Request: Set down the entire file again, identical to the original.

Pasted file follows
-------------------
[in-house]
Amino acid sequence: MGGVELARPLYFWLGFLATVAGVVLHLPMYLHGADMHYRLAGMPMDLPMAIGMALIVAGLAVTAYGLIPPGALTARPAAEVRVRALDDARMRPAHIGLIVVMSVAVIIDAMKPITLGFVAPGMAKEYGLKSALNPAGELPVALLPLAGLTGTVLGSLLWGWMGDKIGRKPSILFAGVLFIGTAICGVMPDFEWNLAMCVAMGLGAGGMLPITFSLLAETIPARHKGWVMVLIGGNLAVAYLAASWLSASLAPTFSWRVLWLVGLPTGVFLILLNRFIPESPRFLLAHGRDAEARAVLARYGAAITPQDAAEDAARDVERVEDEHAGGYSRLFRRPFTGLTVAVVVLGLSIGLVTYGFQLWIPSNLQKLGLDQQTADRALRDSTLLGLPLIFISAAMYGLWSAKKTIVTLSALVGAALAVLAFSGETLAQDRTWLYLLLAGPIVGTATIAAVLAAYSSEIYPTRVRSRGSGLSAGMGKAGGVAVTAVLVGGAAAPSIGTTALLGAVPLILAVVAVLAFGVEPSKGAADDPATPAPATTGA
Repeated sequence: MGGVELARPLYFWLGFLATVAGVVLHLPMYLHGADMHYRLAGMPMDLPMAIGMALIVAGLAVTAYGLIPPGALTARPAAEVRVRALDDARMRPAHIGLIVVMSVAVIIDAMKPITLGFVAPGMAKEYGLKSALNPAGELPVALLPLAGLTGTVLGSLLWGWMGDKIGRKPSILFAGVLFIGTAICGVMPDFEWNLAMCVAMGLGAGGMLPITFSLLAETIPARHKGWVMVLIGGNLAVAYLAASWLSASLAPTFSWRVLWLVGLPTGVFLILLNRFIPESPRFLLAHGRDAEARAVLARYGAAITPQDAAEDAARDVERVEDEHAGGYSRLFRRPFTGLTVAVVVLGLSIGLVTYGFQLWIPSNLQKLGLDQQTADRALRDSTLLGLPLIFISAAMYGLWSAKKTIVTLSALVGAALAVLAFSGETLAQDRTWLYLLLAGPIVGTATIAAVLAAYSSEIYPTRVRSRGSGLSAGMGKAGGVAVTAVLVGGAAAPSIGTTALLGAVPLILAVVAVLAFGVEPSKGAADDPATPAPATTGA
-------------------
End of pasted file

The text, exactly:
[in-house]
Amino acid sequence: MGGVELARPLYFWLGFLATVAGVVLHLPMYLHGADMHYRLAGMPMDLPMAIGMALIVAGLAVTAYGLIPPGALTARPAAEVRVRALDDARMRPAHIGLIVVMSVAVIIDAMKPITLGFVAPGMAKEYGLKSALNPAGELPVALLPLAGLTGTVLGSLLWGWMGDKIGRKPSILFAGVLFIGTAICGVMPDFEWNLAMCVAMGLGAGGMLPITFSLLAETIPARHKGWVMVLIGGNLAVAYLAASWLSASLAPTFSWRVLWLVGLPTGVFLILLNRFIPESPRFLLAHGRDAEARAVLARYGAAITPQDAAEDAARDVERVEDEHAGGYSRLFRRPFTGLTVAVVVLGLSIGLVTYGFQLWIPSNLQKLGLDQQTADRALRDSTLLGLPLIFISAAMYGLWSAKKTIVTLSALVGAALAVLAFSGETLAQDRTWLYLLLAGPIVGTATIAAVLAAYSSEIYPTRVRSRGSGLSAGMGKAGGVAVTAVLVGGAAAPSIGTTALLGAVPLILAVVAVLAFGVEPSKGAADDPATPAPATTGA
Repeated sequence: MGGVELARPLYFWLGFLATVAGVVLHLPMYLHGADMHYRLAGMPMDLPMAIGMALIVAGLAVTAYGLIPPGALTARPAAEVRVRALDDARMRPAHIGLIVVMSVAVIIDAMKPITLGFVAPGMAKEYGLKSALNPAGELPVALLPLAGLTGTVLGSLLWGWMGDKIGRKPSILFAGVLFIGTAICGVMPDFEWNLAMCVAMGLGAGGMLPITFSLLAETIPARHKGWVMVLIGGNLAVAYLAASWLSASLAPTFSWRVLWLVGLPTGVFLILLNRFIPESPRFLLAHGRDAEARAVLARYGAAITPQDAAEDAARDVERVEDEHAGGYSRLFRRPFTGLTVAVVVLGLSIGLVTYGFQLWIPSNLQKLGLDQQTADRALRDSTLLGLPLIFISAAMYGLWSAKKTIVTLSALVGAALAVLAFSGETLAQDRTWLYLLLAGPIVGTATIAAVLAAYSSEIYPTRVRSRGSGLSAGMGKAGGVAVTAVLVGGAAAPSIGTTALLGAVPLILAVVAVLAFGVEPSKGAADDPATPAPATTGA